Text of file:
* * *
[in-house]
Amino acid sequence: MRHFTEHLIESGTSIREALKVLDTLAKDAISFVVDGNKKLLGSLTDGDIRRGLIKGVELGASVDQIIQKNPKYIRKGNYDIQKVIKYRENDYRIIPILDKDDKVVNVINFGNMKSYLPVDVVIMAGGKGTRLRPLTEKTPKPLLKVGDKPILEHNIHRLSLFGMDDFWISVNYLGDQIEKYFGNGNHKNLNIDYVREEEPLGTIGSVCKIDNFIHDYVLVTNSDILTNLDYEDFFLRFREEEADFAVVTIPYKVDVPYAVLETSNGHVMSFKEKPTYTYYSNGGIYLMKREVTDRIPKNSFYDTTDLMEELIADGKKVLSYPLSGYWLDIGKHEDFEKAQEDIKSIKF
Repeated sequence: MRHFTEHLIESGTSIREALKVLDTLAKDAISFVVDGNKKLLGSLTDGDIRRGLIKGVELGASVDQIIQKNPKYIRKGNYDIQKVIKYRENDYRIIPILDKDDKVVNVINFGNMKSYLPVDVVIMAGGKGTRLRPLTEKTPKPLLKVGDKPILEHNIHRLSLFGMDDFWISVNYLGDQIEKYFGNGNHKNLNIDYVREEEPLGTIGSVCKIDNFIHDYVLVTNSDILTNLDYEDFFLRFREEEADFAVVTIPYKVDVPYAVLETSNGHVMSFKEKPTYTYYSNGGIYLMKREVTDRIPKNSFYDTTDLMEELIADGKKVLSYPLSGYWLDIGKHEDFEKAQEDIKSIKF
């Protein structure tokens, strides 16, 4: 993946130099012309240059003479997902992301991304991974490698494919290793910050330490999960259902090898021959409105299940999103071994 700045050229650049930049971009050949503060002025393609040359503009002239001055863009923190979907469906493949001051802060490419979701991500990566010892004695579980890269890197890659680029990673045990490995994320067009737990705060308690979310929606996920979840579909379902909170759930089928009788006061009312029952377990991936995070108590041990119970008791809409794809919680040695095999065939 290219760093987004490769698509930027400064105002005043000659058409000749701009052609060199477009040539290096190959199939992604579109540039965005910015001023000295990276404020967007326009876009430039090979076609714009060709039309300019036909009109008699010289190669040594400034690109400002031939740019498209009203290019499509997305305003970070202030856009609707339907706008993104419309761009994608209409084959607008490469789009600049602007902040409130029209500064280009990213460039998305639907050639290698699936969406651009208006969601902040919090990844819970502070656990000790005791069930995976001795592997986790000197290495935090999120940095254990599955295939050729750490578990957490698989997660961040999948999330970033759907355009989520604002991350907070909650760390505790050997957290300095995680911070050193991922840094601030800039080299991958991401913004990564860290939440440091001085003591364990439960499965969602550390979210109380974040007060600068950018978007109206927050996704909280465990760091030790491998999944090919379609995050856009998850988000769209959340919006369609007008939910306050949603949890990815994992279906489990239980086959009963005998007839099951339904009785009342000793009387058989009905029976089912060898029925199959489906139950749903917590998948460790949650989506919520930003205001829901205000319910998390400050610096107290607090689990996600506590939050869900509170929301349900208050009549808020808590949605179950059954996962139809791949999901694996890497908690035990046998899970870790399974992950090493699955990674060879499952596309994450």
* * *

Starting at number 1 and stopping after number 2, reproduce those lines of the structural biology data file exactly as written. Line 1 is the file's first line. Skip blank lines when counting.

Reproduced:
[in-house]
Amino acid sequence: MRHFTEHLIESGTSIREALKVLDTLAKDAISFVVDGNKKLLGSLTDGDIRRGLIKGVELGASVDQIIQKNPKYIRKGNYDIQKVIKYRENDYRIIPILDKDDKVVNVINFGNMKSYLPVDVVIMAGGKGTRLRPLTEKTPKPLLKVGDKPILEHNIHRLSLFGMDDFWISVNYLGDQIEKYFGNGNHKNLNIDYVREEEPLGTIGSVCKIDNFIHDYVLVTNSDILTNLDYEDFFLRFREEEADFAVVTIPYKVDVPYAVLETSNGHVMSFKEKPTYTYYSNGGIYLMKREVTDRIPKNSFYDTTDLMEELIADGKKVLSYPLSGYWLDIGKHEDFEKAQEDIKSIKF